How to learn faster on a Spanish immersion trip

Taking some time out to live in a foreign country and perfect your Spanish skills will be one of the greatest experiences you’ll have in your life. To get the best out of your trip, you’ll want to progress as fast as possible.  Not only so you come away with a more developed skill, but also so you can enjoy it more while it’s happening.

The biggest mistake people make on Spanish immersion trips is thinking all they need to do is book a flight and the rest will just fall into place. The truth is, you can spend years in a country and pick up almost nothing.  Approaching your trip in the right way is key. Here are some steps you should take to ensure that your brave endeavour is not just an expensive failure.

 

1. Enroll in a class and continue structured learning.

Going to class doesn’t need to stop just because you left your home country. You should actually enroll in some kind of structured education as soon as you arrive, whether it’s evening classes (usually cheaper) or private tuition. Yes, this eats into your travel budget, but you don’t have to take as many lessons as you were taking at home. Language tuition is a good way to stay on your toes and maintain good habits. Your independent learning will progress faster if you have something structured on the side. And a massive you’re likely to meet people who are going through the same things you are.  That’s a huge bonus!

 

2. Try a homestay.

For the fastest and cheapest Spanish immersion, a homestay is probably your best option – but it might not always be available and it also carries a degree of risk. In a homestay environment you get to stay with a local family in return for cash or helping them out with things at home. Depending on where you go, your host family might not speak any English which will leave you fully immersed and having to learn fast. Another bonus is that you tend to get a cosy family environment from it and free meals.

The downside, of course, is that it’s an intense experience to have with a bunch of strangers, and if you find that you don’t like the family then it could make your life miserable. Just make sure you read reviews and try to find a reputable organisation to set up your stay – that way, the odds are in your favour that it’ll be a wonderful, enriching experience.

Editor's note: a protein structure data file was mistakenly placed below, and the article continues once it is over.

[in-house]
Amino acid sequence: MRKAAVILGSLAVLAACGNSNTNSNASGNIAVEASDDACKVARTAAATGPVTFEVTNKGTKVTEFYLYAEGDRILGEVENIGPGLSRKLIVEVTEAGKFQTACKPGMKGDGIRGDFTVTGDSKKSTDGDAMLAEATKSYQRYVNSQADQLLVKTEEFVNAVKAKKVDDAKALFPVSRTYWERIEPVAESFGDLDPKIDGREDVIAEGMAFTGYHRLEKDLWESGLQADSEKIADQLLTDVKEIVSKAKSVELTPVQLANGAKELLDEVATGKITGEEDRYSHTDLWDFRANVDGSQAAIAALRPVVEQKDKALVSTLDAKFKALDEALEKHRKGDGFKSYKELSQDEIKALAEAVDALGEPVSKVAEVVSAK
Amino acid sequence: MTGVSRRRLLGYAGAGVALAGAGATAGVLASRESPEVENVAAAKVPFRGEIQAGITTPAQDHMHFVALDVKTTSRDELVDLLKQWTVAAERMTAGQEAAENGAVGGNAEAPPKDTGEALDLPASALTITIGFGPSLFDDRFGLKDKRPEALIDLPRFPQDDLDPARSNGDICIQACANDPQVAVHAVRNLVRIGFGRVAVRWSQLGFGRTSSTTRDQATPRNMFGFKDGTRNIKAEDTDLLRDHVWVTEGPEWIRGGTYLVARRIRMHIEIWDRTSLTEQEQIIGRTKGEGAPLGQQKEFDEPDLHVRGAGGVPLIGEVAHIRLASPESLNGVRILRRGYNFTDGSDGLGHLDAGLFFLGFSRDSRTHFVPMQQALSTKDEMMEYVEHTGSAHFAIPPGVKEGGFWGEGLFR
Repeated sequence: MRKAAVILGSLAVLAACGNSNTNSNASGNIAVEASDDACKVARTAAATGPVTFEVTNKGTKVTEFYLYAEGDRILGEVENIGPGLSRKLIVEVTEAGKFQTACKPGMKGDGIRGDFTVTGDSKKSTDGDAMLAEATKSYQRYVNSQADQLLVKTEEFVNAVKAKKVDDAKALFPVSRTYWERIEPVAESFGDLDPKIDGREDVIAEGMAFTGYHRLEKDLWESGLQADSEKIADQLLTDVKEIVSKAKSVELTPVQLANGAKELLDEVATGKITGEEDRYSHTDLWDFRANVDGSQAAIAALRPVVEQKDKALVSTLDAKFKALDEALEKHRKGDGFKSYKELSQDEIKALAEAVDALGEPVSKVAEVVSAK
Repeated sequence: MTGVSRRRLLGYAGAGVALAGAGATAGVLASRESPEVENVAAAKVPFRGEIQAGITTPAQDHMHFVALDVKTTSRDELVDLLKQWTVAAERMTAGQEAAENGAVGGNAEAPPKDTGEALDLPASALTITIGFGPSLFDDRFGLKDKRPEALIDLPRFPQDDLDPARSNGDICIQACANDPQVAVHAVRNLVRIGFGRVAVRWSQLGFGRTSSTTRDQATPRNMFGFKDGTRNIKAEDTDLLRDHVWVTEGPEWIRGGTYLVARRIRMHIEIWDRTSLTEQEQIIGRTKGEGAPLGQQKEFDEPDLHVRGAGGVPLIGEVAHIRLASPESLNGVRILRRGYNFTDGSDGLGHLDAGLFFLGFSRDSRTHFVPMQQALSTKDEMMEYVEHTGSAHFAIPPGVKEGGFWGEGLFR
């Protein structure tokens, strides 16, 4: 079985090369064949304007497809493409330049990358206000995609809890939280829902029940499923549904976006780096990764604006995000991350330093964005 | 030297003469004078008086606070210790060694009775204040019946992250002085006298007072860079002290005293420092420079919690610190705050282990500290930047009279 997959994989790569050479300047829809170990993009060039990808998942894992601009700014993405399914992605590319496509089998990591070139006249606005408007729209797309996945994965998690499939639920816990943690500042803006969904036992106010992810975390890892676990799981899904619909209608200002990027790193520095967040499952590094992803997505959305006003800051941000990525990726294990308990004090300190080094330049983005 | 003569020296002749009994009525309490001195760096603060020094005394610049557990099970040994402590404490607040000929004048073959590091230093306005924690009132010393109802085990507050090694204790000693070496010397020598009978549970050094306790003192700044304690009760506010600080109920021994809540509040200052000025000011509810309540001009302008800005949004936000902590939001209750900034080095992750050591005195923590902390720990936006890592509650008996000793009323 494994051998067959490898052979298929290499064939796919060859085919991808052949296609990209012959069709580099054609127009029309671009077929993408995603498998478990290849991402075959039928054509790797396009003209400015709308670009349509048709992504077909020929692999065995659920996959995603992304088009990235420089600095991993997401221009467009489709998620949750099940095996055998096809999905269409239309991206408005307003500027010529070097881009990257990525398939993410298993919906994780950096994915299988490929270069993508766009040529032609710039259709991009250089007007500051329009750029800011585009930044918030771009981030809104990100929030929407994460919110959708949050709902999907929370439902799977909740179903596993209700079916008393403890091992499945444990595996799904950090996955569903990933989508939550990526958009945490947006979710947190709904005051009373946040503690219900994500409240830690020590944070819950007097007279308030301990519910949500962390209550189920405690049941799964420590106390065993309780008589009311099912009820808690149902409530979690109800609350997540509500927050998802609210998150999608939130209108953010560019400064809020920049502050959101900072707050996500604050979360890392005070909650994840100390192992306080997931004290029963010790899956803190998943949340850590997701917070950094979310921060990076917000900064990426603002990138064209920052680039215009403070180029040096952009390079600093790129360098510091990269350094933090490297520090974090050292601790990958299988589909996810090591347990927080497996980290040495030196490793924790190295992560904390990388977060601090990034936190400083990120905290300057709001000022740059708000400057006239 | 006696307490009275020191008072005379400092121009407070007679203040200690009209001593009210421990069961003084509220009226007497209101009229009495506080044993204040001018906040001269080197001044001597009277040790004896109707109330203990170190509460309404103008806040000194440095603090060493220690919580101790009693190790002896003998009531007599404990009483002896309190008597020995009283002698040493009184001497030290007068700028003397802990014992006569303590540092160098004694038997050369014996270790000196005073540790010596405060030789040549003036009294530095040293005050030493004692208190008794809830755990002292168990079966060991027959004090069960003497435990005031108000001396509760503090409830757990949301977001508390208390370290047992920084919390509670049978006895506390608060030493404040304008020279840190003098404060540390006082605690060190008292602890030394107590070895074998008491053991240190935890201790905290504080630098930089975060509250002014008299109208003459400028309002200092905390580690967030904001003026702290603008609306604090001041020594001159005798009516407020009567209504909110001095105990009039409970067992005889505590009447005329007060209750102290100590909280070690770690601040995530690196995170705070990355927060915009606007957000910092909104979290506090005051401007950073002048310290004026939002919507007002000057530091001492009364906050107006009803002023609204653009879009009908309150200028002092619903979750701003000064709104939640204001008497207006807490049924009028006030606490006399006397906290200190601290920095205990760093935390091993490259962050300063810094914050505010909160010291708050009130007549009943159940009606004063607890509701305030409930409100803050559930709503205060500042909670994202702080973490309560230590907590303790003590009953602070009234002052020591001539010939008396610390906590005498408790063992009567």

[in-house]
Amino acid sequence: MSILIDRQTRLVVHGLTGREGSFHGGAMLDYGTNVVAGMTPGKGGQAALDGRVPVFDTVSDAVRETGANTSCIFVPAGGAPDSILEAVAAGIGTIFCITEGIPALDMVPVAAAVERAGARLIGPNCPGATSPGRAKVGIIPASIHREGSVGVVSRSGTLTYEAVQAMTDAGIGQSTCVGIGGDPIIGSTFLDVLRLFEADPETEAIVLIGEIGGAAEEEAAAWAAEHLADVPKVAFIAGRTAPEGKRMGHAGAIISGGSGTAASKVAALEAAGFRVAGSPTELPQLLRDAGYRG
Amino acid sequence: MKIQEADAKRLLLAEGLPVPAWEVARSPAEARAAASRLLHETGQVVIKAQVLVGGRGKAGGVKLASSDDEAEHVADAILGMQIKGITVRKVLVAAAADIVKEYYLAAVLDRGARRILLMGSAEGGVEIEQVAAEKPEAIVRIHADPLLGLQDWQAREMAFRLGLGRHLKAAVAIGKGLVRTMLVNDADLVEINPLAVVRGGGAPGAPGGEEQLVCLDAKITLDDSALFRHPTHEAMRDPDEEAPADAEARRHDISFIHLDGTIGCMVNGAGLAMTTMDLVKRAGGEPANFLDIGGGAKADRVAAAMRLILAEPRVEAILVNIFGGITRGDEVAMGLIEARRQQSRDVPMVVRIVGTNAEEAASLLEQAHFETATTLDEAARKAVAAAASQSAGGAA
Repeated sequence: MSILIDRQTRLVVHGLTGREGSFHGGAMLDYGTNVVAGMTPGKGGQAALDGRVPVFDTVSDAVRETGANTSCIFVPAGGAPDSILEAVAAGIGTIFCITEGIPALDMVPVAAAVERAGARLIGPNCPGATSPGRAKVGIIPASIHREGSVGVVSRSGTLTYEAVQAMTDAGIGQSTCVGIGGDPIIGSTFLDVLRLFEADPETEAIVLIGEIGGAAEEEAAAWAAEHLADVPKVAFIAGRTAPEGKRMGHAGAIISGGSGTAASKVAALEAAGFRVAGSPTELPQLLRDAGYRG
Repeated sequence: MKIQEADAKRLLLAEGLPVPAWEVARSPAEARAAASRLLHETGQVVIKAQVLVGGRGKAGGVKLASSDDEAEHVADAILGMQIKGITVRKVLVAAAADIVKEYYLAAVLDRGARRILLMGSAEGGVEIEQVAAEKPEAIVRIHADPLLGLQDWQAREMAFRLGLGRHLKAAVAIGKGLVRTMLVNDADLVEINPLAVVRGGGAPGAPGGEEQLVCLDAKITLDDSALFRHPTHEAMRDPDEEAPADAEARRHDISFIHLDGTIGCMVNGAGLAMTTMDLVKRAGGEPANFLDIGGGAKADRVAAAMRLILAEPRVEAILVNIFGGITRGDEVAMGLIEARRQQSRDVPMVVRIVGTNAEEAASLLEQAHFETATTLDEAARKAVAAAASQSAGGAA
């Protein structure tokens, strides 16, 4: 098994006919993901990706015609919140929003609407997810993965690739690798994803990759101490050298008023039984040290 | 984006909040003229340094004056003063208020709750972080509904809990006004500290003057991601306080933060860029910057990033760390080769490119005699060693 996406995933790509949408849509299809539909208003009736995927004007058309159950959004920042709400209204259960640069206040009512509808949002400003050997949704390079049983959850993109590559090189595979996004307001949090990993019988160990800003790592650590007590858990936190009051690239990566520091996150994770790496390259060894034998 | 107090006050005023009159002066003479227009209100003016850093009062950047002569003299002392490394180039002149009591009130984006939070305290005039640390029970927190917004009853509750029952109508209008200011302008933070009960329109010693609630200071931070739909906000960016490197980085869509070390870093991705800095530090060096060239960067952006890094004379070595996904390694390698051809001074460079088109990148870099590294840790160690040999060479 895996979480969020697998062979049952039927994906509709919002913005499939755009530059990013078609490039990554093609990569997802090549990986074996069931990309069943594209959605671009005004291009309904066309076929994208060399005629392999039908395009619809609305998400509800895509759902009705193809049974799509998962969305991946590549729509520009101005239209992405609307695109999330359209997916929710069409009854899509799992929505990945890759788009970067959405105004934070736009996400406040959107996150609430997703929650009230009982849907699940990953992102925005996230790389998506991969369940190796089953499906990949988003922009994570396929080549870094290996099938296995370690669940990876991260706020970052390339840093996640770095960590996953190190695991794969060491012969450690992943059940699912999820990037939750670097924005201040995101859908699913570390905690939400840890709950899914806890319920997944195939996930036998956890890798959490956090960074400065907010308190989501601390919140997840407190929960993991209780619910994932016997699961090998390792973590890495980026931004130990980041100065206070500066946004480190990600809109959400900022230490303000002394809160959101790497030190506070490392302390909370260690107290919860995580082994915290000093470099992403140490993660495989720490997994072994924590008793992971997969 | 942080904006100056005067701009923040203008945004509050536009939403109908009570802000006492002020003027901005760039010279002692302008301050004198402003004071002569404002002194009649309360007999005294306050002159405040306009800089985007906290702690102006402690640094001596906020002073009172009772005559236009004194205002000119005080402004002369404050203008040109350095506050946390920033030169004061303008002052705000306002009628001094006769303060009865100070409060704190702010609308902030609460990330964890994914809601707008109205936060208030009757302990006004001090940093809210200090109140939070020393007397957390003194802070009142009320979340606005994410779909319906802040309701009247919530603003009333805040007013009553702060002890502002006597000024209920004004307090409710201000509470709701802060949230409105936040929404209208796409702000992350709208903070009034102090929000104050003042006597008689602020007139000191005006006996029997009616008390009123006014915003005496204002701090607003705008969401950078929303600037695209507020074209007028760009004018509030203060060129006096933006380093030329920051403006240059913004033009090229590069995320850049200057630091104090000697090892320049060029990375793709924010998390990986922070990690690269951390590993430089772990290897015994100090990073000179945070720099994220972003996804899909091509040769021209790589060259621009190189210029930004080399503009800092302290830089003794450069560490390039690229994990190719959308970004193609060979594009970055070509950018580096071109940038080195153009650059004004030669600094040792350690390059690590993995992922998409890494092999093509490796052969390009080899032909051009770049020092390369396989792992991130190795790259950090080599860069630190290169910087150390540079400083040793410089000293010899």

3. Try volunteering.

Employers can be pretty picky about your language ability. But volunteering organisations tend to be more easy-going because they really need volunteers. Conservation projects, local farming and teaching English to children are common volunteering opportunities in Latin American countries and present an amazing opportunity to speak with native speakers.

Just be careful you don’t get ripped off. ‘Voluntourism’ is generally aimed at rich people looking for an all-inclusive ticket to finding themselves. You’re best to scope out the situation yourself when you arrive, and apply for positions directly in organisations that interest you.  In Recife, Brazil, the Happy Child charity works to keep street children on the right track, and you can volunteer as a mentor or activity leader.  Or if you like the look of the Galapagos Islands, you could sign up to help save sea turtles.

 

4. Get a job in hospitality.

Becoming a bartender or waitress can really flex your language skills quickly. You’ll find yourself having to react to unpredictable situations and, at the same time, make small talk with local people which is always good practice. In order to get a job like this you’ll probably have to be at least at an intermediate level. But this provides real Spanish immersion, and once you start doing it you’ll find yourself improving much faster.

 

5. Watch television and movies in your target language.

There’ll be a great temptation to spend a lot of time watching Netflix shows, particularly when you’ve just arrived and haven’t met anyone yet. But this is damaging to your progress because it breaks your immersion and gets you thinking in English again. Instead, watch the local news, children’s cartoons, game shows and movies, even if they seem to be low-budget trash. This will really help with your comprehension skills while you’re waiting for opportunities to practice with people in real life, and it can also help you to understand local culture and politics.

 

6. Make friends with native speakers.

This is by far the best method of learning quickly, because you’ll find yourself discussing a wide variety of topics in the least predictable of ways. As you connect deeper with people you’ll find your skills improving almost without even realising it. And when this realisation eventually hits it can be euphorically satisfying. This, in turn, motivates you to go even further and learn more. Your experience then just snowballs in value.

Of course, making good friends can be hard enough in your own native language, never mind in a second or third language. But because I believe so strongly in this as the most important aspect of any travel experience, I’ve already dedicated several articles that will help to make things easier for you.

Leave a Reply

Your email address will not be published. Required fields are marked *